Increased Brain Lactate Concentrations Without Increased Lactate Oxidation During Hypoglycemia in Type 1 Diabetic Individuals
- Henk M. De Feyter1,
- Graeme F. Mason1,2,
- Gerald I. Shulman3,4,5,
- Douglas L. Rothman1,6 and
- Kitt Falk Petersen3⇑
- 1Department of Diagnostic Radiology, Yale University School of Medicine, New Haven, Connecticut
- 2Department of Psychiatry, Yale University School of Medicine, New Haven, Connecticut
- 3Department of Internal Medicine, Yale University School of Medicine, New Haven, Connecticut
- 4Department of Cellular and Molecular Physiology, Yale University School of Medicine, New Haven, Connecticut
- 5Howard Hughes Medical Institute, Yale University School of Medicine, New Haven, Connecticut
- 6Department of Biomedical Engineering, Yale University School of Medicine, New Haven, Connecticut
- Corresponding author: Kitt Falk Petersen, .
Previous studies have reported that brain metabolism of acetate is increased more than twofold during hypoglycemia in type 1 diabetic (T1D) subjects with hypoglycemia unawareness. These data support the hypothesis that upregulation of blood-brain barrier monocarboxylic acid (MCA) transport may contribute to the maintenance of brain energetics during hypoglycemia in subjects with hypoglycemia unawareness. Plasma lactate concentrations are ∼10-fold higher than acetate concentrations, making lactate the most likely alternative MCA as brain fuel. We therefore examined transport of [3-13C]lactate across the blood-brain barrier and its metabolism in the brains of T1D patients and nondiabetic control subjects during a hypoglycemic clamp using 13C magnetic resonance spectroscopy. Brain lactate concentrations were more than fivefold higher (P < 0.05) during hypoglycemia in the T1D subjects compared with the control subjects. Surprisingly, we observed no increase in the oxidation of blood-borne lactate in the T1D subjects, as reflected by similar 13C fractional enrichments in brain glutamate and glutamine. Taken together, these data suggest that in addition to increased MCA transport at the blood-brain barrier, there may be additional metabolic adaptations that contribute to hypoglycemia unawareness in patients with T1D.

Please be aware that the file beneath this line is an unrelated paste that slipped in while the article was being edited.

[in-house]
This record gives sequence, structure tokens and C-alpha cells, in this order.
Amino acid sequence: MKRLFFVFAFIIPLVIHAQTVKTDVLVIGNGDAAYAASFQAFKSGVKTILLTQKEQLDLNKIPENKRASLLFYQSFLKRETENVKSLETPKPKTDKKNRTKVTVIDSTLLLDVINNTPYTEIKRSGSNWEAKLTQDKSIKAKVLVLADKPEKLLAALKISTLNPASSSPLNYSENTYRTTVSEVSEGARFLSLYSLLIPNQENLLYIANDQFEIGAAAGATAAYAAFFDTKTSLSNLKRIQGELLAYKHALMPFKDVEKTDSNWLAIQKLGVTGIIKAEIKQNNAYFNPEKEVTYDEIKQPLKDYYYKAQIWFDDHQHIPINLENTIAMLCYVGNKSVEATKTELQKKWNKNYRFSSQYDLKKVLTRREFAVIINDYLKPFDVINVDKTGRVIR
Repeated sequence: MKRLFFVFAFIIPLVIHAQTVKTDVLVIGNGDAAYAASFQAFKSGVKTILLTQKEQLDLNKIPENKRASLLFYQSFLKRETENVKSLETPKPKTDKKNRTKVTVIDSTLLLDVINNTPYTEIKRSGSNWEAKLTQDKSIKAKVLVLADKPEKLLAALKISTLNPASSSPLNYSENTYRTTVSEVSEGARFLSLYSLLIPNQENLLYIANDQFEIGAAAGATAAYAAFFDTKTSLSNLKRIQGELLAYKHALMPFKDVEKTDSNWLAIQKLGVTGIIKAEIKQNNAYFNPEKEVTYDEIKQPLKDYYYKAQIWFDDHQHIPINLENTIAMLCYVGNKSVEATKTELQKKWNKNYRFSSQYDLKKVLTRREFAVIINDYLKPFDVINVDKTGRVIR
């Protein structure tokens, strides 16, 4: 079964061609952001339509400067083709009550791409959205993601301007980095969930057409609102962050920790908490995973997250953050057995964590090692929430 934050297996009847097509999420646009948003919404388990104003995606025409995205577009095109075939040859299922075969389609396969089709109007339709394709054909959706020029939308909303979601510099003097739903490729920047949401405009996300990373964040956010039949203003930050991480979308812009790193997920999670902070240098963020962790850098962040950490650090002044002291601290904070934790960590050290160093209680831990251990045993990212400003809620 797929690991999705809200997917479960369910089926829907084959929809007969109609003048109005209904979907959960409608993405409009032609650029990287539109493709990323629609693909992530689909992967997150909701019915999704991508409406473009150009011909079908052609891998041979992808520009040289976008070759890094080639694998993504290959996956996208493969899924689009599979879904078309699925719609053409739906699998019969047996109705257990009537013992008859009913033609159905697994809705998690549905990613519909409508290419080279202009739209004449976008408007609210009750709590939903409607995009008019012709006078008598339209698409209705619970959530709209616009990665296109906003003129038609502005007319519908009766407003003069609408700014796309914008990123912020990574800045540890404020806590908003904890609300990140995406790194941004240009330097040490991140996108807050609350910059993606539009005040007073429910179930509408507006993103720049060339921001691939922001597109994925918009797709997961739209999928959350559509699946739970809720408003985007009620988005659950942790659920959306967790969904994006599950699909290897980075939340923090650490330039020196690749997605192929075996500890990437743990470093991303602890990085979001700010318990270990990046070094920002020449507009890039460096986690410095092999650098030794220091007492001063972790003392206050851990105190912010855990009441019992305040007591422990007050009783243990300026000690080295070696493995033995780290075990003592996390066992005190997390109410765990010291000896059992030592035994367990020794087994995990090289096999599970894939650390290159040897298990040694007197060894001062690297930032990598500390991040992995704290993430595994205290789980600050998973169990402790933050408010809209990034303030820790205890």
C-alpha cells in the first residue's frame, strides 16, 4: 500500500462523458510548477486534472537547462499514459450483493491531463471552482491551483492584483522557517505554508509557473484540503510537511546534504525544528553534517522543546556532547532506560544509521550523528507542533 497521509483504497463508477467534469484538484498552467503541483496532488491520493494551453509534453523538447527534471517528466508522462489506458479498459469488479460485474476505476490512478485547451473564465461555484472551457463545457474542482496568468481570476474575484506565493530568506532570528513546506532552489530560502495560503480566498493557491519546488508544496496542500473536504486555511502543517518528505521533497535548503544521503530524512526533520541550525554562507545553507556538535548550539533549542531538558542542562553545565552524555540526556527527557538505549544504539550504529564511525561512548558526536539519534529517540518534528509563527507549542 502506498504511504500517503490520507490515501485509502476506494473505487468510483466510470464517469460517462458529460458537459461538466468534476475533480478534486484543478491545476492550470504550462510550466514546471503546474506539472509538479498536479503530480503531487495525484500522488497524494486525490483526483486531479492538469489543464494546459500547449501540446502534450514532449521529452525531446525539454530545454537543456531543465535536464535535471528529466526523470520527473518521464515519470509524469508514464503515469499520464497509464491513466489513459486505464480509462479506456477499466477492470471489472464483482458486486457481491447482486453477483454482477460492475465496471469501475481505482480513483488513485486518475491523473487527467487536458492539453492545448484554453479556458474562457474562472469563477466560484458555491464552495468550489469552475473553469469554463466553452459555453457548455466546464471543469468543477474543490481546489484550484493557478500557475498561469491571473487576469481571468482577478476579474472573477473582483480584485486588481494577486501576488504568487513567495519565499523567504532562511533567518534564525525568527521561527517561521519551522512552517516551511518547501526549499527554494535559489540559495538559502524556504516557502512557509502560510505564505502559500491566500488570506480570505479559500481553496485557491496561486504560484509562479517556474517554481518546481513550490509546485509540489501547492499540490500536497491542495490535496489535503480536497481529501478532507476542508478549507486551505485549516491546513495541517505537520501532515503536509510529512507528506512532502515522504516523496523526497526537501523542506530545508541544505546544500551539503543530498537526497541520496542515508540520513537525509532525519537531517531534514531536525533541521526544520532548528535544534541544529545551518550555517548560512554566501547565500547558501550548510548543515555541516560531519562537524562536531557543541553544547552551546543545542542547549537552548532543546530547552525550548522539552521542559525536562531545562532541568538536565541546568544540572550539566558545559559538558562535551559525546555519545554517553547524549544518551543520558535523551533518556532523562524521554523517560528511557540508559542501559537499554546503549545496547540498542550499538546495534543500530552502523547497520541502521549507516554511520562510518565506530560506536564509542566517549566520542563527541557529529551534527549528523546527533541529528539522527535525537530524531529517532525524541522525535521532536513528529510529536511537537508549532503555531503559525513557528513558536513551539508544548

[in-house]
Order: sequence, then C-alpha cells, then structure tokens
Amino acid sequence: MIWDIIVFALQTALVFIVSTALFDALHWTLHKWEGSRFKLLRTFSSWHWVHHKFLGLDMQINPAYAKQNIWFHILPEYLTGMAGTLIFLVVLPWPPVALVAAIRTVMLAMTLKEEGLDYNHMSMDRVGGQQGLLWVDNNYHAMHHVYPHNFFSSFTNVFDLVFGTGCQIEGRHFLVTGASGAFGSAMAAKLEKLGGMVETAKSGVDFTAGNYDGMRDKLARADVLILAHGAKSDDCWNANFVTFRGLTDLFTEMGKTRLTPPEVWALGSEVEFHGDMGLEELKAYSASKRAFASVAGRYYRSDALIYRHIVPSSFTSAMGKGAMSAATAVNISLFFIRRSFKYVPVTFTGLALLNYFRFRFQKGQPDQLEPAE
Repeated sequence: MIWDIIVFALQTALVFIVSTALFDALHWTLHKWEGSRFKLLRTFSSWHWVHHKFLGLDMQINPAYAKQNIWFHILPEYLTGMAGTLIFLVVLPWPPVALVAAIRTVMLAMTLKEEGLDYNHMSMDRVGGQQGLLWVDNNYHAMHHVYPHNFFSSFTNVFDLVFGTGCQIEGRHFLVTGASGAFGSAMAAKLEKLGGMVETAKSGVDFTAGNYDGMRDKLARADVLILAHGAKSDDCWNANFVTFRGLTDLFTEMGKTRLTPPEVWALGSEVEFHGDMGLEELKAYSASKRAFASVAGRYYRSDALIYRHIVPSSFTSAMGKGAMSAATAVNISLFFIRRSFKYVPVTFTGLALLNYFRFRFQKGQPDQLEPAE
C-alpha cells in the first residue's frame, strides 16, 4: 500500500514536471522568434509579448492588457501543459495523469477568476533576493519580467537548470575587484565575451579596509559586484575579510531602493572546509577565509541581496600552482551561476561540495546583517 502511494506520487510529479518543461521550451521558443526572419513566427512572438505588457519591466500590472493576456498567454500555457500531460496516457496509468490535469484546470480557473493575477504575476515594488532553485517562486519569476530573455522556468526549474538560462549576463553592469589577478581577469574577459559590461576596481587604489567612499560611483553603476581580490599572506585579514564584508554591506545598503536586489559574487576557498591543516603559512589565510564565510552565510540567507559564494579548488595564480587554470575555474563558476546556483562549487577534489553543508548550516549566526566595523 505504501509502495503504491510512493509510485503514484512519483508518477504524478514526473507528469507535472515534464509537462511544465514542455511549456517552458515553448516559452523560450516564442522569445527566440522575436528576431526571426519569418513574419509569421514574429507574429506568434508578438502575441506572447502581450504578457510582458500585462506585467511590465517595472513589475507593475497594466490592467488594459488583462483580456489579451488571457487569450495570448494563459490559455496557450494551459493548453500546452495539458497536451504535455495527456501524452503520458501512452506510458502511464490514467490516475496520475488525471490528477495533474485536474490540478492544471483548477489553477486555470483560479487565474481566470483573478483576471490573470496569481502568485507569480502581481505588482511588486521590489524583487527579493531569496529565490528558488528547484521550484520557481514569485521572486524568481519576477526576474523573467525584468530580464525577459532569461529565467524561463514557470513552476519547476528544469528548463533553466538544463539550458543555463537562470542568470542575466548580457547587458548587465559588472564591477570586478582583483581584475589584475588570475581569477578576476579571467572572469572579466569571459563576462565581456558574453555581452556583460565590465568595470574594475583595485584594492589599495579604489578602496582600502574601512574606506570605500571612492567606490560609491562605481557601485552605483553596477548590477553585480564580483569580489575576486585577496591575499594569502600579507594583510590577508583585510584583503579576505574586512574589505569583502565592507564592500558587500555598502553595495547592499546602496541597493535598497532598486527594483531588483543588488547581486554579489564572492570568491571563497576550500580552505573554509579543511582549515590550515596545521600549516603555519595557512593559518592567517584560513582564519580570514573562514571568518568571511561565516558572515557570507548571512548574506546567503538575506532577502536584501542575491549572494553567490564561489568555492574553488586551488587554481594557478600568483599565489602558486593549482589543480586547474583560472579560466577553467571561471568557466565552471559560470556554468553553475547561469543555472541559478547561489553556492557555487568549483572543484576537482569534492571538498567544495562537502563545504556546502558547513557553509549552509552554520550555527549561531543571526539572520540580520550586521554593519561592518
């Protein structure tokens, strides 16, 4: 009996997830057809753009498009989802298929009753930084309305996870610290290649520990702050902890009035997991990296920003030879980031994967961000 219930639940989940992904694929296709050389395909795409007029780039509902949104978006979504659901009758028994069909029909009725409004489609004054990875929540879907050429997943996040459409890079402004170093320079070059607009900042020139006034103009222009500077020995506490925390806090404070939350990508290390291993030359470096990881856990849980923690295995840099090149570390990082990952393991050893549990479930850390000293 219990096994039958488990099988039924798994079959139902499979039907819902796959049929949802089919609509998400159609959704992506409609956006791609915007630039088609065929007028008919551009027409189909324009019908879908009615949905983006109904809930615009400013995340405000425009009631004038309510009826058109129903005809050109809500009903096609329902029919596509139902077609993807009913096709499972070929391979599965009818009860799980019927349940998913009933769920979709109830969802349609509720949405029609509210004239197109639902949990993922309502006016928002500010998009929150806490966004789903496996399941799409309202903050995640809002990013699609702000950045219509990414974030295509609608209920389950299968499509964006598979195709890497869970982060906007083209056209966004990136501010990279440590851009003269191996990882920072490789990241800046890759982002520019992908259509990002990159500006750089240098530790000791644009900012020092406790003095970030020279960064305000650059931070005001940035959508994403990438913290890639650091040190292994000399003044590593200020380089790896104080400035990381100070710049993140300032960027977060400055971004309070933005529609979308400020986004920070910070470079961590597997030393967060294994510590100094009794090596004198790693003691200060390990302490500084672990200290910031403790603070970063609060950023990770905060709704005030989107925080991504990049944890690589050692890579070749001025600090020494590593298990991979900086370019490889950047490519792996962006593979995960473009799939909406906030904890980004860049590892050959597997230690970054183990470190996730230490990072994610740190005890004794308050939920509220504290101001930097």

- Received February 22, 2013.
- Accepted May 18, 2013.
- © 2013 by the American Diabetes Association.
Readers may use this article as long as the work is properly cited, the use is educational and not for profit, and the work is not altered. See http://creativecommons.org/licenses/by-nc-nd/3.0/ for details.